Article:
FutureBook, a manifesto in five
Welcome to FutureBook (in association with The Bookseller), a website dedicated to discussing how the digital revolution will re-shape publishing in the 21st Century.
First, you should notice the text in parenthesis. We created FutureBook to run side by side next to our main site, as a bespoke area dedicated to digital. Though The Bookseller will continue to cover digital (and in all sorts of interesting new ways), we also want to be part of that conversation. We hope FutureBook will give us that space.
Second, we want the conversation to be as vibrant and broad as possible, and have therefore invited a number of collaborators and friends to share their thoughts online regularly. We have asked for unfiltered blogs: if you cannot contribute beyond the company line that is fine, but we feel the digital
conversation is too important to be left in the hands of corp comms. We don't necessarily need to know, for example, when Apple signs with Random House, but we do need to have the discussion on why the 'agency model' may not always be best.
Third, with so much digital thinking coming from the US, we want to create a counterpoint: a place where the UK and wider European book trade can meet to talk through their own needs and ideas. We are not anti-US (far from it), but the conversation that is already happening in the US also needs to find a home on this side of the Atlantic.
Fourth, we want to meet. The Bookseller already hosts an annual digital conference (it even provides the name for this blog), but we will also be arranging regular meet-ups for those who want to take the conversation offline.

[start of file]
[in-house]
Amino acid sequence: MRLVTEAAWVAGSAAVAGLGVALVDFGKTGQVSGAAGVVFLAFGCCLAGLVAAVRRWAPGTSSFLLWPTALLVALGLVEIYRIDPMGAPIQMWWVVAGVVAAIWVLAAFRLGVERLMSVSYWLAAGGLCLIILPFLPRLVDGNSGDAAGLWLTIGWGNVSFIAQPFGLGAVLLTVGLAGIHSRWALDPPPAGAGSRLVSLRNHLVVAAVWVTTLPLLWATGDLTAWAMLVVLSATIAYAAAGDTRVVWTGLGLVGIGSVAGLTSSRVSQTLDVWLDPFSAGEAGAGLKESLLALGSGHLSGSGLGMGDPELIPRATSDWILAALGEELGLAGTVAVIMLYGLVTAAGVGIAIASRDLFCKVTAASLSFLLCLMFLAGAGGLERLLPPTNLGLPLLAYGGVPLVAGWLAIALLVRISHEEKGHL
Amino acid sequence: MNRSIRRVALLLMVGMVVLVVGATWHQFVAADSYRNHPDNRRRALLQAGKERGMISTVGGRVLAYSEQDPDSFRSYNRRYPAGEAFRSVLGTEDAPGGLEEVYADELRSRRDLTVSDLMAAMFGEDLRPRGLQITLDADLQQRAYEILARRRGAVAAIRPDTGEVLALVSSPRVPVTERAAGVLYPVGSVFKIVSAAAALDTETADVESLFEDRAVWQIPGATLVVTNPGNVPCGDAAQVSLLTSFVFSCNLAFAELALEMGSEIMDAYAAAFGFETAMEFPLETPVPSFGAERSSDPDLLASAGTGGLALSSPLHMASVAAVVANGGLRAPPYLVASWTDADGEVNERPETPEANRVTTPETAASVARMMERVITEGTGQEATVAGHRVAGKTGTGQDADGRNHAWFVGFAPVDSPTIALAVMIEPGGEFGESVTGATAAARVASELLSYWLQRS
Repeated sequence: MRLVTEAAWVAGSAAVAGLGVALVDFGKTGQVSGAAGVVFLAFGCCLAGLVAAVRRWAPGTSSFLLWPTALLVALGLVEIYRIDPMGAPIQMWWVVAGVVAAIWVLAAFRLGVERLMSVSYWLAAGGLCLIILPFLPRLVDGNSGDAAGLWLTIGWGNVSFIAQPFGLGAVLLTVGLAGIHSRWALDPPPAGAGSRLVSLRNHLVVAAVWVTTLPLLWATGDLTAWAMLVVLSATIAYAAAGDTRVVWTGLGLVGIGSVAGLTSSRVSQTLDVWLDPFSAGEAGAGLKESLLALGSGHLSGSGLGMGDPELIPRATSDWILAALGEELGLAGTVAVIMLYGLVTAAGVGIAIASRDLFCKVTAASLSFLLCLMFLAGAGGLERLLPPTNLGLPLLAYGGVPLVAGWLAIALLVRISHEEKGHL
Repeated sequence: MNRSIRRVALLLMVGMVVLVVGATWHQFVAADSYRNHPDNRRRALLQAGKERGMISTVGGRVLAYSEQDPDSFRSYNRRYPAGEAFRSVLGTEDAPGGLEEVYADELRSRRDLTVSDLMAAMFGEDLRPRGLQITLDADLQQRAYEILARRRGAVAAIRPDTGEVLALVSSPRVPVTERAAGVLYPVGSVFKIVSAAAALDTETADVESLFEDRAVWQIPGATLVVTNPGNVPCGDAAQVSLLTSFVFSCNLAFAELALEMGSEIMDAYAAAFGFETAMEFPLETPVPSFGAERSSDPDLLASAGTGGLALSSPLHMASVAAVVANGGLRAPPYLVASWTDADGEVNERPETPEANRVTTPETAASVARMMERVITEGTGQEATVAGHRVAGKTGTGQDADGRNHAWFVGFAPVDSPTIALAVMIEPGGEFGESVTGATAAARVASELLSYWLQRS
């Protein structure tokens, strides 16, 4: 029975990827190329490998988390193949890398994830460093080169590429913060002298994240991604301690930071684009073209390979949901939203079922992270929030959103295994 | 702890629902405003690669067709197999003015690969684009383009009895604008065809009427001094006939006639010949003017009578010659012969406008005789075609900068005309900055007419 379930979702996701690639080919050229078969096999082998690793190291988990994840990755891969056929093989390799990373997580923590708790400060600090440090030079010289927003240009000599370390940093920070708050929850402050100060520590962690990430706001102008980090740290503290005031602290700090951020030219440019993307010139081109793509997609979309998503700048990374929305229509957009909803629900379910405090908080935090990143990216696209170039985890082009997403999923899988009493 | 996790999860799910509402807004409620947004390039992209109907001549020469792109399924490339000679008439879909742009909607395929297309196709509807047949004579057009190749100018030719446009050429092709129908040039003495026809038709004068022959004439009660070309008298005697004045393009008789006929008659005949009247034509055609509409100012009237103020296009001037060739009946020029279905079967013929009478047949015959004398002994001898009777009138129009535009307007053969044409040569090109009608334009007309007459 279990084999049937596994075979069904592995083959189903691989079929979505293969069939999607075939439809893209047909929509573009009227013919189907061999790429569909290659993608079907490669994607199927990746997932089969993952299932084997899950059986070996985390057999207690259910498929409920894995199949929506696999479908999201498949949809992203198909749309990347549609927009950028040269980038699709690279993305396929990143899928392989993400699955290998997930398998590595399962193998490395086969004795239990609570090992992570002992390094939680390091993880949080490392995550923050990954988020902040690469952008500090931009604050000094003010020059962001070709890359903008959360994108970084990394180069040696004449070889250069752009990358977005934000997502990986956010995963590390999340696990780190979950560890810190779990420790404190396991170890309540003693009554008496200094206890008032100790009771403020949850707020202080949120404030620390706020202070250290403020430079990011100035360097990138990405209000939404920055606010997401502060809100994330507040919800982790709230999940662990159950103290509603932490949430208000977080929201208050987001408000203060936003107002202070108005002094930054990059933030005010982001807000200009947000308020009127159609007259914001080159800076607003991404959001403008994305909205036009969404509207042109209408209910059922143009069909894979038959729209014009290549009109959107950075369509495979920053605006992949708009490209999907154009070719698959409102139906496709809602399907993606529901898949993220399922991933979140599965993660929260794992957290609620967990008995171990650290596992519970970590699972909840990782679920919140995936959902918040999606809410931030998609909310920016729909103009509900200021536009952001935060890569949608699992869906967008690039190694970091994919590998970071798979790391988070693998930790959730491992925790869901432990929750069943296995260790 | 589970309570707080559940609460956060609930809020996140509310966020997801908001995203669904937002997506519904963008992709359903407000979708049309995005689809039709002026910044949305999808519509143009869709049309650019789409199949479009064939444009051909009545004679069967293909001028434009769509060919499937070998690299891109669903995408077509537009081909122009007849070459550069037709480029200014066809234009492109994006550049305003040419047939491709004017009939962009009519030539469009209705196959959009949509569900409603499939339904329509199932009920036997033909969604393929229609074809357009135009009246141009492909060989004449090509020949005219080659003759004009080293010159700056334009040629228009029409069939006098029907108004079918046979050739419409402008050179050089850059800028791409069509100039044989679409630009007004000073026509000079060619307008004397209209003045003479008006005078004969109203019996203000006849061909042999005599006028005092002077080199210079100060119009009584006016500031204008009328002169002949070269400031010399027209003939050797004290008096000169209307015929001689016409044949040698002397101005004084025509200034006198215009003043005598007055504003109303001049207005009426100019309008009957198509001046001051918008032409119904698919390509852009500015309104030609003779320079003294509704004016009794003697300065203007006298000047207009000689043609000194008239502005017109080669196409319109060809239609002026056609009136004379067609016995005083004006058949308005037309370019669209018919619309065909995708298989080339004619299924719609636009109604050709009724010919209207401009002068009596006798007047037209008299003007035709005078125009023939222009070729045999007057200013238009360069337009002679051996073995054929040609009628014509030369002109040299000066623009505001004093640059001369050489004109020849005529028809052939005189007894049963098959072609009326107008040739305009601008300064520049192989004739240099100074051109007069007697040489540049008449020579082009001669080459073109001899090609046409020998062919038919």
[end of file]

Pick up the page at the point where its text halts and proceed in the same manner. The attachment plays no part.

Last, it should be enjoyable. The book is not dead, but the printed world is changing. There is a huge amount going on under the wire, from book videos to social networking sites just about books. There is nothing to suggest that the vibrancy and talent that has transformed publishing in the last
thirty years will not continue to underpin it for the next decades: and we want to reflect that.
So here we are, part community forum, part sounding board. It is a place where anyone from industry insiders to digital enthusiasts can report, learn, debate and investigate the future of the book.
Welcome to the conversation.
Recent blog posts
- Changing the DNA of the reader
- Starting to Accept the Neighbours – @Tom_Chalmers
- Innovation is in the blood
- My Independent Bookshop: a new chapter in book recommendation
- The end of the beginning
- A vision of a hybrid bookstore
- Riding the Rift
- We need to talk about start-ups
- Advocates of the book - stand up
- The e-book journey into China
- What exactly are those interesting questions?
2 weeks 6 days ago
- Dead books walking
8 weeks 7 hours ago
- Why Segregate?
10 weeks 5 days ago
- Big idea: build a new ecosystem - An alternative idea
12 weeks 4 days ago
- finding editors
13 weeks 6 days ago
- Predatory Publishers
19 weeks 54 min ago
- Hybird Authors
22 weeks 17 min ago
23 weeks 1 hour ago
- Still not a plateau
23 weeks 2 hours ago
- Fascinating article
24 weeks 4 days ago
Tweets from @thefuturebook
TheFutureBook RT @CathyReadsBooks: Great subject for next @thebookseller essay comp. Changing the DNA of the reader | FutureBook t.co/5SL4JACuCi v…
TheFutureBook RT @michaelbhaskar: Next in the @thebookseller Essay series announced: t.co/B2E2B4ispy On reading. Entries to @philipdsjones by 23rd…
TheFutureBook MT @tomroper to @RichardMollet CILIP is not 'UK off-shoot' of EBLIDA. 'There is nothing wrong with wanting to provide patrons with e-books'